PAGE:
A number of “take home COVID-19” lawsuits have been filed across the country. These suits involve cases in which employees are believed to have caught COVID-19 at work and then brought it home to a family member who was adversely affected.
A number of states have put protections in place to limit employer liability, except in cases of gross negligence or intentional contact. An article from Reuters estimates that 30 states may have such protections in place. This number may be inflated however, considering the level of requirements and compliance businesses have to show in order to be shielded from liability.
Cases are underway in California that could establish a costly precedent for state employers and potentially influence legal judgments nationwide. In the case of Kuciemba v. Victory Woodworks, the plaintiff, Corby Kuciemba, was allegedly exposed to COVID-19 at work and then brought it home to his wife who was subsequently sickened and hospitalized for over a month.
The plaintiff alleges Victory transferred employees from one job site to another, knowing they’d been exposed to COVID-19. He claims the company failed to follow safety procedures under the San Francisco health order and that he was made to work in close contact with exposed workers.
A federal appellate court in California has asked the California Supreme Court to weigh in on two issues of state law. First, was Kuciemba’s wife’s illness derivative of Kuciemba’s work-related injury and subject to the exclusive jurisdiction of the Worker’s Compensation Act (WCA)? Further, if WCA is not the exclusive remedy, did Victory own a duty to employee households to prevent the spread?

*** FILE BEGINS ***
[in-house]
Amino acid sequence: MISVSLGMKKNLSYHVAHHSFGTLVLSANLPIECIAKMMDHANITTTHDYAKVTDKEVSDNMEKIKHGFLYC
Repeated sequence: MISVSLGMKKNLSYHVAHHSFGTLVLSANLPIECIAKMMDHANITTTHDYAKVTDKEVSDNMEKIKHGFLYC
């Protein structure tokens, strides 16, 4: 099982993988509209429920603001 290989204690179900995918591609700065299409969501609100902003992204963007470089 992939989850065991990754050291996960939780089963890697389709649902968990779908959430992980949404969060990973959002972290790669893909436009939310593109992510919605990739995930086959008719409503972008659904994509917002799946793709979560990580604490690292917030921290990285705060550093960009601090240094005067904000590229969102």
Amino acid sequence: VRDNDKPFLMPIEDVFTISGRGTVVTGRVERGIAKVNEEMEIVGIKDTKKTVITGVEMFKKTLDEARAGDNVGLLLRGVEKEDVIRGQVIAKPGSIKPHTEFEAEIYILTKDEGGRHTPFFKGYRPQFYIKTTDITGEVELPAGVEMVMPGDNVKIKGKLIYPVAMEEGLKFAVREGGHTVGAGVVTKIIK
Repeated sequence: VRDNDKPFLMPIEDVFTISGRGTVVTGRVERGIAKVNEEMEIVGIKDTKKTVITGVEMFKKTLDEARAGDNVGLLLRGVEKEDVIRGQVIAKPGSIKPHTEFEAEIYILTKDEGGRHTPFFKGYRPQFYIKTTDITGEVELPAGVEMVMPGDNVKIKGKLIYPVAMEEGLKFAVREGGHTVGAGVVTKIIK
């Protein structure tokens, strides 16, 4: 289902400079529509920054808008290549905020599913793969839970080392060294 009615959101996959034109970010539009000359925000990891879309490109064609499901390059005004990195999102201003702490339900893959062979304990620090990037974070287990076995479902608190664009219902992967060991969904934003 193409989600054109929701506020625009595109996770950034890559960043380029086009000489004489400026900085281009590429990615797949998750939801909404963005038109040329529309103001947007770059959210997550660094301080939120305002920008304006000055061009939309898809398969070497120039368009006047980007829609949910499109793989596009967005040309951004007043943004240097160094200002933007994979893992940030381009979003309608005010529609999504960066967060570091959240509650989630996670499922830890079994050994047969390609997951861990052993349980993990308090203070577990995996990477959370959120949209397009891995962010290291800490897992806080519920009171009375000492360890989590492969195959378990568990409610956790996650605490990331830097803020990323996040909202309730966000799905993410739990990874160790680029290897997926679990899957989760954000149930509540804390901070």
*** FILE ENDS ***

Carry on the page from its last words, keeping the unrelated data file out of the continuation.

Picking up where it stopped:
Meanwhile, in Ek v. See’s Candies (in which the plaintiff’s spouse died of COVID-19) another California court has ruled that the transmission of COVID-19 was not a “derivative injury,” thus allowing a COVID-19 negligence case to move forward. The California Supreme Court has refused to review that ruling.
While cases play out, employers would be wise to take a risk management approach with an eye toward reducing take-home COVID-19 disputes. Recommended steps include:
- Staying current with CDC guidance, even when such guidance is stricter than one’s own state mandates
- Following OSHA’s non-mandatory recommendations
- Educating employees and urging them to seek care if symptomatic
- Notifying employees of a confirmed COVID-19 case in the workplace
- Checking in with sick employees and otherwise demonstrating an ethic of care
The more of a good faith effort an employer makes to reduce the spread of COVID-19, the better chance an employer will have to successfully defend against litigation or avoid it altogether.